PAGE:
Bloomington hip-hop artist V8 Fast Change ramps up multi-genre music festival Friday nighthop |


BLOOMINGTON — Dominique Stevenson has big dreams for her hometown music scene in Bloomington.

The self-proclaimed dreamer takes the first step towards their realization on Friday by producing the March Madness Music Festival. Eleven acts are all loaded to bring a vibrant and energetic evening to the nightshop, 517 N. Main St, Bloomington, with a hard-hitting lineup of local and touring artists.

Chicago touring artists Rapper Taco, Mickey Factz and Truly Dewy whip up their best bars and silky hip-hop tunes. As for Bloomington, Nick “Maestro” Jones will own the stage with Stevenson, who performs under the stage name V8 Vast Change.

Additionally, Redd Cross tuning forged Christian hip hop in the Quincy area.

Soul, jazz, and rhythm and blues fans can rejoice in Soultru’s styles, rocking sweet licks of the Quad Cities; Chicago songbird Mara Love, packing backup vocals credits for Barbara Steisand; and normal favorite Adrian Mendez is back in the night shop after performing for WGLT’s satellite summer concert series last August. Yea Big is another local trio that will brighten up the place.

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Bands coming out of the Twin Cities include professional wedding entertainers and party rockers Style In Stereo, and no-holds-barred punk rockers Dirty Rotten Revenge. On tour, punk-inspired rock band The Run Around.

Stevenson has said “first and foremost” that he is a dreamer, and his label, “Dreamington”, is reminiscent of his hometown of Twin Cities.

He told the Pantagraph that March Madness’ main goal was to unite the community “through common interests in music”. He said that means breaking down the barriers that separate us, whether financial or residential.

Stevenson said he wanted to bring out both the West Side and the more affluent Twin Cities crowds so they could let loose as well. He added that there was almost an unspoken rift between Bloomington and Normal – but small favors like Make Music Normal sharing its festival help bridge that gap.

This is also partly why the festival includes several genres. Stevenson said he was hoping for moments from people who could say, “I came to see Mickey Factz end, but man, that punk show was fun.”

The end result he envisions is a blending of all parts of the community into one event, which makes Bloomington-Normal a musical destination, so people don’t have to travel to Chicago.

Stevenson knows a thing or two about community organizing. He said “me and my brothers have achieved a lot in 2020” and launched the Next Gen Initiative, which organizes marches and forums on local politics.

As V8 Vast Change, he spat on teaching the next generation how to manage their time and money, and passing it on to the next. And, in ‘Le Trentonain’, he tells the story of a young woman left dead in the street. His wife had gone to school with her, and the song took the name of the local newspaper.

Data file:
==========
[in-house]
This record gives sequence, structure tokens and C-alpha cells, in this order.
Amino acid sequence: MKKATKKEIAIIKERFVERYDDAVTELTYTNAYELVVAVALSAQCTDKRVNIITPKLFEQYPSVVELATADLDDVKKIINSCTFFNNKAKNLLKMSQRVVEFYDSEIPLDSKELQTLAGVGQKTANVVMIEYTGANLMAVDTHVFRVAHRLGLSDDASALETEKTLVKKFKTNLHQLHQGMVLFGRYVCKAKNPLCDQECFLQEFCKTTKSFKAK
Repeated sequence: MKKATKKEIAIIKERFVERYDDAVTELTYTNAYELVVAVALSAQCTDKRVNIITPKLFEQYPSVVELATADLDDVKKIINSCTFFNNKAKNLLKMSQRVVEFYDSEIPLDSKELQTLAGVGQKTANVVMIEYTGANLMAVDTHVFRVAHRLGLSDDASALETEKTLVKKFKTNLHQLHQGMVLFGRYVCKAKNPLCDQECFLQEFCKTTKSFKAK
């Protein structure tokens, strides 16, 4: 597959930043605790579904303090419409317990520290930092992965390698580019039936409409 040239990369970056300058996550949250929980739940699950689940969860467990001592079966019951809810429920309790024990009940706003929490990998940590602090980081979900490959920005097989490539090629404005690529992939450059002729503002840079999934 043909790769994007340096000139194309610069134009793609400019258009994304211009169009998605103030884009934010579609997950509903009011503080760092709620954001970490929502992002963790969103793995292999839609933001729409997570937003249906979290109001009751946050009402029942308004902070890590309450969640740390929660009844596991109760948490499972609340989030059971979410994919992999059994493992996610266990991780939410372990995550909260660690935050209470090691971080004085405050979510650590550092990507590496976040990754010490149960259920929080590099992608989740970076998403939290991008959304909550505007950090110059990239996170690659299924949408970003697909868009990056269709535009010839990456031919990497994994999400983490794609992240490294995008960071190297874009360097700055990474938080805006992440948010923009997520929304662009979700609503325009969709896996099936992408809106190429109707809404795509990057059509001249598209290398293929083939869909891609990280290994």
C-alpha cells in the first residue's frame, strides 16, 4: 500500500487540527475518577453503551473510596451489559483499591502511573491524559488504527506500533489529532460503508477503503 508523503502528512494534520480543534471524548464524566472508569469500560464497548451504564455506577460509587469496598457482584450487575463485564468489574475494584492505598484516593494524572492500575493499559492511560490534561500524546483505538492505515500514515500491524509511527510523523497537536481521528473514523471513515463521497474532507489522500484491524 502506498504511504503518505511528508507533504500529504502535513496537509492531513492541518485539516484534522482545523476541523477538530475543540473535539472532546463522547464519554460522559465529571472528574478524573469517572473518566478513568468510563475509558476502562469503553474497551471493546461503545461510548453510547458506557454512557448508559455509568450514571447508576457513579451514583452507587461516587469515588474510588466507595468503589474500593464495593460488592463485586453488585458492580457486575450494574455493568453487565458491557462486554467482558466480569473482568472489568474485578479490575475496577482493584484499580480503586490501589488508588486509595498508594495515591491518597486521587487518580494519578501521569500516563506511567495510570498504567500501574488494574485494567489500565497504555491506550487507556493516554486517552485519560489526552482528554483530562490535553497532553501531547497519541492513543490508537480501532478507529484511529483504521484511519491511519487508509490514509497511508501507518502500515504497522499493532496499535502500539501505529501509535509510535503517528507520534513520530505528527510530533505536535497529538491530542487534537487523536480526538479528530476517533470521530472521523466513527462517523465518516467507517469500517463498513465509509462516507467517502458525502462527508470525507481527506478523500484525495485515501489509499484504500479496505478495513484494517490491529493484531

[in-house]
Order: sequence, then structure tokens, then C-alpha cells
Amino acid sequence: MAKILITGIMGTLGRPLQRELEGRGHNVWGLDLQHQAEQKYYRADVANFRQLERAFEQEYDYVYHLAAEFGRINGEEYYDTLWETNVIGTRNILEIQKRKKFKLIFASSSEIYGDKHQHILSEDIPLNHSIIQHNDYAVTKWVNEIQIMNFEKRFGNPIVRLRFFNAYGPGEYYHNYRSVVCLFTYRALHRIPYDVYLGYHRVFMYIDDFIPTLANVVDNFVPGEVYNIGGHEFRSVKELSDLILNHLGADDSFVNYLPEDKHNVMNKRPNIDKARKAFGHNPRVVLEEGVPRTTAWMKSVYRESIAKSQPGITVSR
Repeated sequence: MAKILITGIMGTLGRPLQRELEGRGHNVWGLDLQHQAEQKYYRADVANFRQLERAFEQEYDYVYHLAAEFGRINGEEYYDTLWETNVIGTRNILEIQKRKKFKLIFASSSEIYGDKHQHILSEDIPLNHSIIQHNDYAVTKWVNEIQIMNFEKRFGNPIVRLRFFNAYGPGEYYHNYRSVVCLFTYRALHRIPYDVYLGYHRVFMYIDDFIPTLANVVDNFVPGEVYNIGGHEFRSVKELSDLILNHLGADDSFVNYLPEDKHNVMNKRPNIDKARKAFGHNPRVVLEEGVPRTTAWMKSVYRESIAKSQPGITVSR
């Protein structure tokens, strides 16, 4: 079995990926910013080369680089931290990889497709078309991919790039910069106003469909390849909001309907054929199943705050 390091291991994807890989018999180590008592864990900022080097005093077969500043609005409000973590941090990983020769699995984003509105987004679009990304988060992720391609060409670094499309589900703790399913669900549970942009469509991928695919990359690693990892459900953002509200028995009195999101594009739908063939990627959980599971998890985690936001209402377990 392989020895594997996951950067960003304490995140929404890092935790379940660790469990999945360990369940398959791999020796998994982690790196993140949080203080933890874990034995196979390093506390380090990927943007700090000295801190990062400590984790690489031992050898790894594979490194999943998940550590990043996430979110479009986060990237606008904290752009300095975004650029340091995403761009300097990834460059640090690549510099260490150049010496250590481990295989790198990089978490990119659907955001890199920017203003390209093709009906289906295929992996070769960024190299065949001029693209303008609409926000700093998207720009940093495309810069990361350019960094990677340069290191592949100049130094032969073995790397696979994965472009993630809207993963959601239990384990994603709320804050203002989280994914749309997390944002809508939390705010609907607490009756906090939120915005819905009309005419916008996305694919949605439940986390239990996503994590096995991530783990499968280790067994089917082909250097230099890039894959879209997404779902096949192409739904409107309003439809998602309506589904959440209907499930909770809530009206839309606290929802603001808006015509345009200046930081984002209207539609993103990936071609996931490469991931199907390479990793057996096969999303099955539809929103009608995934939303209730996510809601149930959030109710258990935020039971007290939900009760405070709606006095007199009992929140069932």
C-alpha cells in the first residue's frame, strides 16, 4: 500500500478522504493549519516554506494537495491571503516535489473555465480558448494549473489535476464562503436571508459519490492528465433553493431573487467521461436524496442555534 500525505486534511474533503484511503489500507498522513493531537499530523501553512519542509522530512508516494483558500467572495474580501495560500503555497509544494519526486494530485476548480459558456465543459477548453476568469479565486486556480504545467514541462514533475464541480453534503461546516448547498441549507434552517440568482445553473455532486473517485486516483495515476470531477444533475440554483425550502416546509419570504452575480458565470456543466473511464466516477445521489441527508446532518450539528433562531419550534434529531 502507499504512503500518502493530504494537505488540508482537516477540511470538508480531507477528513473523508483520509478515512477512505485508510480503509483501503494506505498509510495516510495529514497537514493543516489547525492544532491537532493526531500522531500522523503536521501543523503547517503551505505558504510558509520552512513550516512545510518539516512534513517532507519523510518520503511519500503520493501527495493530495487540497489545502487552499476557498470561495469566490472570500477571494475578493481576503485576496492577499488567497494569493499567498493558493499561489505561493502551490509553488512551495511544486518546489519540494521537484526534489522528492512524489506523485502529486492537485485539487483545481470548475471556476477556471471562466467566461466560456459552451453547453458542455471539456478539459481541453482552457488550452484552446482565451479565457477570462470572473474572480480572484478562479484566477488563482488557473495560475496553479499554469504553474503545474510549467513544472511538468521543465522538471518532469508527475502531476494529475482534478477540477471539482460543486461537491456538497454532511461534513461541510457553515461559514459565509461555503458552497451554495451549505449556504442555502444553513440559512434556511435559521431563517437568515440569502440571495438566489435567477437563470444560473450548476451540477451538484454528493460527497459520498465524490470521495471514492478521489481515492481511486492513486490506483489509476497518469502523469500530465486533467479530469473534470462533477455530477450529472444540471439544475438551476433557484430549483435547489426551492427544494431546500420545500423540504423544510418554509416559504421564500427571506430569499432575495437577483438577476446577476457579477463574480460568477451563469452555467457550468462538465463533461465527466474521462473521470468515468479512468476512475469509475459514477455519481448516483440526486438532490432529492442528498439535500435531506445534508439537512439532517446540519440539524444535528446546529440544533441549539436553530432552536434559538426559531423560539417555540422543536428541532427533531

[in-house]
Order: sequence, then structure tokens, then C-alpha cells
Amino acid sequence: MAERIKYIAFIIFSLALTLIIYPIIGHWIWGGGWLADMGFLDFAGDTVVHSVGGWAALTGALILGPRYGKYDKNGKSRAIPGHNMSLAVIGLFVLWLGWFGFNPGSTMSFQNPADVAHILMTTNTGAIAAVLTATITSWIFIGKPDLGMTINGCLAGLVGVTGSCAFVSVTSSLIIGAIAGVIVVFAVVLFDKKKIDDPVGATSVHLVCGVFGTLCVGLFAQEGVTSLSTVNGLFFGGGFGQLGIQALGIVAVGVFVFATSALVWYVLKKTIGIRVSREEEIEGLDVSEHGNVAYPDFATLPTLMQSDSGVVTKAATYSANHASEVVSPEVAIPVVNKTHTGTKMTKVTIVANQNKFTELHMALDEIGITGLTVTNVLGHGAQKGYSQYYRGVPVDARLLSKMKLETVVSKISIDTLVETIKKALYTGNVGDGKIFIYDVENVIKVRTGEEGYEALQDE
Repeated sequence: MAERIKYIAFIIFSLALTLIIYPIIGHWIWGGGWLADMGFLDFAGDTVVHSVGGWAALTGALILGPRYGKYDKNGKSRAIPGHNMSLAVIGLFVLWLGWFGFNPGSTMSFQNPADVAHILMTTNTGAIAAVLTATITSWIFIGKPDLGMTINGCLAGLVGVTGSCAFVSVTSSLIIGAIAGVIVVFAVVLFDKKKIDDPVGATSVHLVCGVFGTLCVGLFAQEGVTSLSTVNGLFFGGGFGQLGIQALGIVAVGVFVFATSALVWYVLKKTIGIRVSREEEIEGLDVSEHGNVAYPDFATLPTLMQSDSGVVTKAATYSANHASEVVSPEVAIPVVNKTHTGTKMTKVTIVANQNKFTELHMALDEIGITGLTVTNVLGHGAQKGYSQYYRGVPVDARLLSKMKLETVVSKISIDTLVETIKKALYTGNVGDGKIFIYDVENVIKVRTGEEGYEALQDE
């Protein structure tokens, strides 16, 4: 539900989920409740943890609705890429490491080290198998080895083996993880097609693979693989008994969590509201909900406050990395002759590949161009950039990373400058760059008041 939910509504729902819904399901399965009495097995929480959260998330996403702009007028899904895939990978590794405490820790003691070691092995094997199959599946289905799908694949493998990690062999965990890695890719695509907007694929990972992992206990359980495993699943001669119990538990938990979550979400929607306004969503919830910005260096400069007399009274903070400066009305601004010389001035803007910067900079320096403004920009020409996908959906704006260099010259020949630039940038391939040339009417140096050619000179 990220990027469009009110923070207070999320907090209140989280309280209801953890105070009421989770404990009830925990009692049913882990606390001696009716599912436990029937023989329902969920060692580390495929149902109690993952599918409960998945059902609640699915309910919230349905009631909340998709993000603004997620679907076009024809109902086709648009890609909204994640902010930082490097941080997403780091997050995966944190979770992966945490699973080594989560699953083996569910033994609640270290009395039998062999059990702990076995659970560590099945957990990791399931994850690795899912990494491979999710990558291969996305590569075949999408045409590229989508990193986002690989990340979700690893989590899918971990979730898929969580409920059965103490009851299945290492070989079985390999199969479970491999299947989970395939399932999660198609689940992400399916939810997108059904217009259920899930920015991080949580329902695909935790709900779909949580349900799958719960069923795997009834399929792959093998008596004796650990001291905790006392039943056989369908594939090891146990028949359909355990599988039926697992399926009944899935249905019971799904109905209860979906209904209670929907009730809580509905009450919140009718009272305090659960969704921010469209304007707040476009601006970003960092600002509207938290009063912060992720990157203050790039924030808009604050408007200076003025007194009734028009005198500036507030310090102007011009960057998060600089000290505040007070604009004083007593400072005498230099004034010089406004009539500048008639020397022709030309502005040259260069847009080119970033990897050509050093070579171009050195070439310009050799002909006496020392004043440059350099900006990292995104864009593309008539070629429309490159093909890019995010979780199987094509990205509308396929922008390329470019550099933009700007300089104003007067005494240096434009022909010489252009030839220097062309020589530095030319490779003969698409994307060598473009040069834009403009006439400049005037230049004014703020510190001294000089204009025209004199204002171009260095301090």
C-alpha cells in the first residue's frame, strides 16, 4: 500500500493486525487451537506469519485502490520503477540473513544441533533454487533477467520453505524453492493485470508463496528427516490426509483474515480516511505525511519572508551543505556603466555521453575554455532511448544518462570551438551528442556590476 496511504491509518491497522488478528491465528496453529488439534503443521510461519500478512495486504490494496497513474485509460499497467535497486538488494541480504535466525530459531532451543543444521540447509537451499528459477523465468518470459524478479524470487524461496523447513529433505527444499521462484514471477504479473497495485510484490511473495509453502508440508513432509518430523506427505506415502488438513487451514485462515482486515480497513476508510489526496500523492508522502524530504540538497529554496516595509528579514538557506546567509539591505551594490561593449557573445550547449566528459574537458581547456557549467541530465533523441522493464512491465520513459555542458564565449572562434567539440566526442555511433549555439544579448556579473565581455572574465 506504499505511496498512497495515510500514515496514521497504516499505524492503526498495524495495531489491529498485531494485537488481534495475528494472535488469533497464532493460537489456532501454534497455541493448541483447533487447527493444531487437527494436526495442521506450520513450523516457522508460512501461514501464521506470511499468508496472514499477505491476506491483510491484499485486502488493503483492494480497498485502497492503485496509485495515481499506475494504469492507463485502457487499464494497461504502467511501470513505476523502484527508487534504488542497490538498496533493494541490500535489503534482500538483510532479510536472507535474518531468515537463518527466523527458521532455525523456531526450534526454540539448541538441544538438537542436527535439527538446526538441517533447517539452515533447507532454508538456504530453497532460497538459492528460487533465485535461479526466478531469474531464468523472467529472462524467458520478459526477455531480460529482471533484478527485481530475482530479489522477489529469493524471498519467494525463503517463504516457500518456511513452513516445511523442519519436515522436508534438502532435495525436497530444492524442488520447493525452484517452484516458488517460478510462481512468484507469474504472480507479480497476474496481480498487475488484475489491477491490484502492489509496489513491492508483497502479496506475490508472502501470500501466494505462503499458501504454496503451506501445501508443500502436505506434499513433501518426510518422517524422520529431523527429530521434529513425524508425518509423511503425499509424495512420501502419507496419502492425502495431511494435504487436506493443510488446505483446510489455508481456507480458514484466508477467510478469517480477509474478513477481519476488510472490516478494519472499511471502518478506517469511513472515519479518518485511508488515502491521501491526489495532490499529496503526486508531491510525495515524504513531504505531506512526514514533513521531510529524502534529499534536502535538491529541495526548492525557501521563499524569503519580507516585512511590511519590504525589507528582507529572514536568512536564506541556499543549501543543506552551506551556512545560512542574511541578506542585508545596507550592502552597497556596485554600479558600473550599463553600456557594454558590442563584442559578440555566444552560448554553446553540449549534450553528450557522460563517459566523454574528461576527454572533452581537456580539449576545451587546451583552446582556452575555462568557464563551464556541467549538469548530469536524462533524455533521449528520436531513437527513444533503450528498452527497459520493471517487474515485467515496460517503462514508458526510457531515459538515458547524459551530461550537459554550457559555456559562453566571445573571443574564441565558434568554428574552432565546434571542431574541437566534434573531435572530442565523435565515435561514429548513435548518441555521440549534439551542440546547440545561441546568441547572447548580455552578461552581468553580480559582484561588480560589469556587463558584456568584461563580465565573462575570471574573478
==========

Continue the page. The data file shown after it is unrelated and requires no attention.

“These are stories that you read every day in the newspaper,” Stevenson said.

Listen closely enough to “Believe in Yourself” and you can sense the hope its hip-hop manifests for yourself. Then in ‘Angels,’ Stevenson lays out a solid lesson from his mother: “If you have to be alone, stay strong.”

It’s open for big players like Nelly at the Normal CornBelters stadium. To get where he is today, Stevenson had to fight non-stop.

He said when he first started hosting shows about 10 years ago, “nobody would book hip hop – in Bloomington, in particular.”

Stevenson said there were a lot of negative connotations attached to hip hop music that made him hang up theaters.

“I can’t prove my style is different and I have a different audience or anything if I can’t even get in the door,” he said.

He said he had to start booking shows on his own and constantly travel to Chicago between jobs. Raised in a gospel-heavy household, V8 got her start in town at area churches.

Stevenson works to overcome these stereotypes, which he says are formed by people not having access to each other.

“I just always wanted my music to have a positive impact on the world,” he said, adding that this includes helping people think differently and critically, but also having a good time. .

In his genre, his main influences include Jay Cole and Kendrick Lamar. Outside there are Stevie Wonder, Michael Jackson, Ray Charles and Aretha Franklin.

He’s already taken a page from Chance the Rapper’s book. The Festival donates a portion of the funds to the Normal Community West High School Promise Council.

Stevenson said many artists don’t understand how much you have to work for free if you’re the first to innovate trying to change the culture.

“You have to work three times as hard,” he said“just to get into it a bit.

“You can’t demand respect, you have to swallow your pride until someone notices. You just have to work for everything, starting out.

Contact Brendan Denison at (309) 820-3238. Follow Brendan Denison on Twitter: @BrendanDenison

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